They’re reopening – but they’re dead. Or they’re fading. Or they’re awaiting a renaissance. The characterization of the future of the American mall cuts across many opinions and datasets, but the fact remains that in many cases, it is a fixture of brick-and-mortar retail.
As the department stores that once profitably anchored them are now declining, malls need a reality check. They are subject to many misperceptions that could be an obstacle to their speedy and successful recovery.
The most important misperception to consider is the complete death of the mall. Under a generic lens, it might be true, because the mall as consumers once knew it may cease to exist. But under a more specific analysis, malls don’t stand up to a one-size-fits-all treatment.
There are three tiers of malls: A, B and C malls. “A” malls were successful before the crisis, and will eventually build on that success and the capital of their owners, like Simon Properties, to recover. In fact, pre-crisis, Simon had invested $1 billion per year since 2012 on recasting its top malls as destinations, building office space and hotels into the mix as anchor tenants. Pre-crisis, there was a gap between the high- and low-end malls. While vacancies at top malls have remained tight at 2.7 percent, the bottom rung of malls are struggling with an average vacancy rate of 7.9 percent as of the first three months of 2020, according to Kevin Cody, senior consultant at CoStar Portfolio.
Even the most profitable malls, however, will need to make rapid and substantial changes. For example, retail and restaurant technology company GRUBRR has designed new kiosks that are capable of recycling cash both for consumers and for management that need to reconcile payments at the end of the day. It reduces the number of consumer interactions and moves to mitigate the amount of germs transferred by trading paper money.
“The first thing malls have to do is get the perception right,” noted GRUBRR CEO Sam Zietz. “Before, when you went to a mall or a restaurant, you paid attention to the food quality or the product quality, along with the price. Now, you have the new factor of safety. It’s a bucket that nobody considered two months ago. Is it safe to go into the mall? I think retailers and restaurants need to do a good job of publicizing the steps they’re taking to make sure that their establishments are clean and safe.”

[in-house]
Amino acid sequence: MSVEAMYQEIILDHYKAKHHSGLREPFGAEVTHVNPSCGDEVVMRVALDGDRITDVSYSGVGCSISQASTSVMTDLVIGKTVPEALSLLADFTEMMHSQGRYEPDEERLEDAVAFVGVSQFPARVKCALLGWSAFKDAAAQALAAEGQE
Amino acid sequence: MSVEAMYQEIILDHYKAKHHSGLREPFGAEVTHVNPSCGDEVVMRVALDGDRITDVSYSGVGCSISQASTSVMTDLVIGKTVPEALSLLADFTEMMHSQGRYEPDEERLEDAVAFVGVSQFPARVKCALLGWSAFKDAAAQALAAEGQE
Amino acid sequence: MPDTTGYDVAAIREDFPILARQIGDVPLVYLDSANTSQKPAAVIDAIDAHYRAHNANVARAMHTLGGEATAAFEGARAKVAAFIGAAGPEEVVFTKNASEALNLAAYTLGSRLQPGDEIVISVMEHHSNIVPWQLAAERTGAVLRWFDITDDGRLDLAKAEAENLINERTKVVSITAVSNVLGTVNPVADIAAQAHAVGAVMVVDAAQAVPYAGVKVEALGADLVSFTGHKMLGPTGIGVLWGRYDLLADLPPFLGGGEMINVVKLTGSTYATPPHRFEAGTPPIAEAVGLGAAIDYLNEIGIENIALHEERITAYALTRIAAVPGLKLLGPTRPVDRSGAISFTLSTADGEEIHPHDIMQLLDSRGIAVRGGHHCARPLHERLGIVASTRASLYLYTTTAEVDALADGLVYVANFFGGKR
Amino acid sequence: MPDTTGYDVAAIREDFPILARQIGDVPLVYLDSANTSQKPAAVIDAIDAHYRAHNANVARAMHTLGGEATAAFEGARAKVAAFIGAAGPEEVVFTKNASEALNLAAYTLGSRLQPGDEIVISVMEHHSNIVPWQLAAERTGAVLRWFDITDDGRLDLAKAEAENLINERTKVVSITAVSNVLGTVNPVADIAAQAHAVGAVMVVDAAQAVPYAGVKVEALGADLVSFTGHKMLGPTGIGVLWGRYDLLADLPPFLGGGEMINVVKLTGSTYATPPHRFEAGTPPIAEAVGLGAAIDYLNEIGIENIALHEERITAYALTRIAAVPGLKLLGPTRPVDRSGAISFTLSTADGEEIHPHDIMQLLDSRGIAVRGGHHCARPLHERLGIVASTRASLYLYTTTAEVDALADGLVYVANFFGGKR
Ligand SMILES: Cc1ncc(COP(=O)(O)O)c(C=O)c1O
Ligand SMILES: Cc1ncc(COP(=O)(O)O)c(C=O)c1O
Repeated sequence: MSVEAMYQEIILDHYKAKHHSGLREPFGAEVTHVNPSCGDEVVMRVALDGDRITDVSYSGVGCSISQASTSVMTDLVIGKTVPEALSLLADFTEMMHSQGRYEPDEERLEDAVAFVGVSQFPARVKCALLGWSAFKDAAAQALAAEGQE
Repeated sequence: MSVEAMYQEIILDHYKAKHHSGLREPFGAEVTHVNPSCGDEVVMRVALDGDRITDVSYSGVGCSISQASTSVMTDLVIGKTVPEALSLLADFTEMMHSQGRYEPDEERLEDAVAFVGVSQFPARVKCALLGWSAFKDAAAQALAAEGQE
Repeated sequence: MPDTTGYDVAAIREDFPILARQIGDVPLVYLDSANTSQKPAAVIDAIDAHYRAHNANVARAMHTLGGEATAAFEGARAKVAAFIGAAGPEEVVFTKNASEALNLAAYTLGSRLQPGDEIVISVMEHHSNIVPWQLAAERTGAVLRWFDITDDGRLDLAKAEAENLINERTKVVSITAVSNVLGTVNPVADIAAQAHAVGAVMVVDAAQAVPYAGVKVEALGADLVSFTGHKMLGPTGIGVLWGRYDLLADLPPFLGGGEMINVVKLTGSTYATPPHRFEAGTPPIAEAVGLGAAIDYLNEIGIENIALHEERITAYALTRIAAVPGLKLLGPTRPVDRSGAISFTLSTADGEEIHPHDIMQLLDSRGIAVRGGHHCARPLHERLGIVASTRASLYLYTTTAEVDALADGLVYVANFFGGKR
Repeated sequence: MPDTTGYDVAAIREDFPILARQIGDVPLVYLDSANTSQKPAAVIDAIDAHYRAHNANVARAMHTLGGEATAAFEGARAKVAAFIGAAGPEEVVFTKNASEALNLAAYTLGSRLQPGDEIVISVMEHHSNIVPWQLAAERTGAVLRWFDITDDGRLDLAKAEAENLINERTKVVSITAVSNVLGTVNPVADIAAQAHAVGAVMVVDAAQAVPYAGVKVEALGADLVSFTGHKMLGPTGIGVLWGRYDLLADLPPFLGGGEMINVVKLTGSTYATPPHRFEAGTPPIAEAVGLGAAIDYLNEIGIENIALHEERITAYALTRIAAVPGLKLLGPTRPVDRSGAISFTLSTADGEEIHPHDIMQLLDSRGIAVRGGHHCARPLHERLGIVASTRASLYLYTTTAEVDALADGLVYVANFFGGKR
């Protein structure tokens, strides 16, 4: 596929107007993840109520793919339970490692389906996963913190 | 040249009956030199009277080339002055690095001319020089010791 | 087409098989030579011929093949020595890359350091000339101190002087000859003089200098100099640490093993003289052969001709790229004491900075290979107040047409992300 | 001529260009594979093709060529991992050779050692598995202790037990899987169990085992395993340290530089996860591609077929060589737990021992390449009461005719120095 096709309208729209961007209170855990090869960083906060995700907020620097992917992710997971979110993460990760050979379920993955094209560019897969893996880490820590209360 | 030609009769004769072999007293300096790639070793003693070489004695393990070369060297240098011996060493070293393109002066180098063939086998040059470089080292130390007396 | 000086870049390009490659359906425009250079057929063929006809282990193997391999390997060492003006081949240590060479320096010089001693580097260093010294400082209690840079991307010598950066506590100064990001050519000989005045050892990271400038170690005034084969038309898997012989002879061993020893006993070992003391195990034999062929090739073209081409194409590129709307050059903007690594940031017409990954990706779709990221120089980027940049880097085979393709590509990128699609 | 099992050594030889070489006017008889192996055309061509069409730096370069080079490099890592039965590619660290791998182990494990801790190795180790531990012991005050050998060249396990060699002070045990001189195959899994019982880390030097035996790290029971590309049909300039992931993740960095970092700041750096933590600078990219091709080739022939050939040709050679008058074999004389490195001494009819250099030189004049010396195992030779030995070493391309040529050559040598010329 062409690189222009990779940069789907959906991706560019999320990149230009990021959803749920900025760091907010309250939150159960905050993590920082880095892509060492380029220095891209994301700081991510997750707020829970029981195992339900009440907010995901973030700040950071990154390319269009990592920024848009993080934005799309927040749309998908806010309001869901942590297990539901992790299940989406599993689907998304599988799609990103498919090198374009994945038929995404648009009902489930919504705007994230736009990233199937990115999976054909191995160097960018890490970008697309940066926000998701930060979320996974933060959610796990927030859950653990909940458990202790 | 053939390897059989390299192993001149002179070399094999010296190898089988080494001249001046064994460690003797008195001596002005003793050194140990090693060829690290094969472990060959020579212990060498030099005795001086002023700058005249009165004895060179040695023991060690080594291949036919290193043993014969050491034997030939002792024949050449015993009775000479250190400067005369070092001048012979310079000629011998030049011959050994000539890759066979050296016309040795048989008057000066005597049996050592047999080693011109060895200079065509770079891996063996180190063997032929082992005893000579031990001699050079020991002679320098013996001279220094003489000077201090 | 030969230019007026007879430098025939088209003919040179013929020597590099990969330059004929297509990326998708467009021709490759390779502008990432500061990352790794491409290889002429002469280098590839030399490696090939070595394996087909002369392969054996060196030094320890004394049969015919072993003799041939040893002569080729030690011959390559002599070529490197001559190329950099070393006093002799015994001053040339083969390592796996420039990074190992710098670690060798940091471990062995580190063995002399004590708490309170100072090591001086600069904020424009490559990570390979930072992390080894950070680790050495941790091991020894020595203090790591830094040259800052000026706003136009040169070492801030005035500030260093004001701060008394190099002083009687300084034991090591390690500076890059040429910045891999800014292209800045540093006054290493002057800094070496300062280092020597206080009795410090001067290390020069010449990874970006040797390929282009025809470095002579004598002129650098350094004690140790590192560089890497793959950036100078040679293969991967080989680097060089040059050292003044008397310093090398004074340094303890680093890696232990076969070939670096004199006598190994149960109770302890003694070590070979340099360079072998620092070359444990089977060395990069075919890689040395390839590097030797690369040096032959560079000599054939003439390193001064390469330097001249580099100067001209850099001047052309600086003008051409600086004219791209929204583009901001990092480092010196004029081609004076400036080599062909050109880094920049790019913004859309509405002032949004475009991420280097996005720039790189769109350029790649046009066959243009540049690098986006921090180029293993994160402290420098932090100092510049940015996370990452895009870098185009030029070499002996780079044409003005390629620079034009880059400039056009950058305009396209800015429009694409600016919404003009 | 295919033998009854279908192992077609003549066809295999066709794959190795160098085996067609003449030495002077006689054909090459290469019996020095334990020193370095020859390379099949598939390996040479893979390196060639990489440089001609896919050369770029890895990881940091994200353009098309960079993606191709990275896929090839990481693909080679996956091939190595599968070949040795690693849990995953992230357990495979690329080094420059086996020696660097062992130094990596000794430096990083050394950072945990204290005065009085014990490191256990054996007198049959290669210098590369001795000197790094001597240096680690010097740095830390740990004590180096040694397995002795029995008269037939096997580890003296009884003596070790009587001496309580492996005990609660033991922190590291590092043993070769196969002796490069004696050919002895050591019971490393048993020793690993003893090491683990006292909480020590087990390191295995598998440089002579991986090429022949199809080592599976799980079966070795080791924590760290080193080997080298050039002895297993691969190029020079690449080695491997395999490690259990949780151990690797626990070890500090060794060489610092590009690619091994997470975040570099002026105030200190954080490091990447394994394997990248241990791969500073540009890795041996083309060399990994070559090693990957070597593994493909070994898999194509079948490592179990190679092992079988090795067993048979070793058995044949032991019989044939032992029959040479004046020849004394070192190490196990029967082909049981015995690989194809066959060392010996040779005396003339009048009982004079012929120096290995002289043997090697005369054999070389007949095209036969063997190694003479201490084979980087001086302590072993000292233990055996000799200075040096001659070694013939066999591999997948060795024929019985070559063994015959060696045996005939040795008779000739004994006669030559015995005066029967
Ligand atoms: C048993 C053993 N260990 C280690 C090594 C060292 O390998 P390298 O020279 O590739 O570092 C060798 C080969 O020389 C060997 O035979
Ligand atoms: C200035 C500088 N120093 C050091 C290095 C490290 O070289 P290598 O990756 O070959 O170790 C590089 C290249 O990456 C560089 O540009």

The second misperception is that the death of the department store, which is a real and accelerating dynamic, will hasten the death of the mall. The thinking is that anchor tenants, made up largely of department stores, will fold and then leave malls without a major draw. JCPenney, Neiman Marcus, Nordstrom and Macy’s have been in various stages of financial distress before the crisis, and that has only deepened. Macy’s reopened nearly 70 stores Monday, with many focusing only on curbside pickup. CEO Jeff Gennette said he expects less than 20 percent of the business to come back at first.
To the contrary, the anchor tenancy issue may be the best thing to happen for many malls. It will force them to consider anchor tenants that attract consumers to entertainment and experiences rather than straight shopping. As an example, Simon and Allied Esports have started a project at the Mall of Georgia outside of Atlanta that will result in a two-level, 13,000-square-foot dedicated esports facility. According to Footwear News, it will feature gaming tournaments, PCs and consoles for daily use and food.
“The ultimate goal of any of these entertainment venues that we’re seeing pop up in malls now is to bring more traffic, to bring younger traffic than they might have been getting,” said NPD Group Senior Sports Industry Adviser Matt Powell. “It’s not unlike putting in a Dave & Busters or a chain like we have in the Northeast called Round 1 that has an arcade and pool tables. The idea is to make the mall more of an entertainment destination than just a commerce one.”
And the third misperception might be laying the overall foot traffic problems at some malls completely at the feet of the pandemic. There has always been a strong argument that eCommerce has hurt mall traffic. With online shopping gaining even more popularity with the pandemic, we can expect it to take even more business from malls.
According to the PYMNTS COVID-19 study, some 66 percent of responding consumers said that a trip to the grocery store sounded too risky, and 64 percent said they now feel uneasy in all retail stores. And given that 53 percent of the consumers we polled believe the pandemic will last over seven months – up from estimates of closer to five months just two weeks earlier – it seems Americans don’t trust the situation outside, which means the digital shift will drive on for now.
“The crisis has forced omnichannel retailing to grow even faster,” noted McMaster University retailing professor Manish Kacker. “I would expect the consumer will not want to spend as much time in the mall as they would have done in the past. All they want is more functionality. Some of the malls have adapted to that, in terms of emphasizing incorporating new entertainment elements into the mall, which do not have an online substitute. A lot of it focus[es] on creating customer experiences and giving customers entertainment options. But the challenge they will face now is that those sorts of experiential options are … also potentially the most risky.”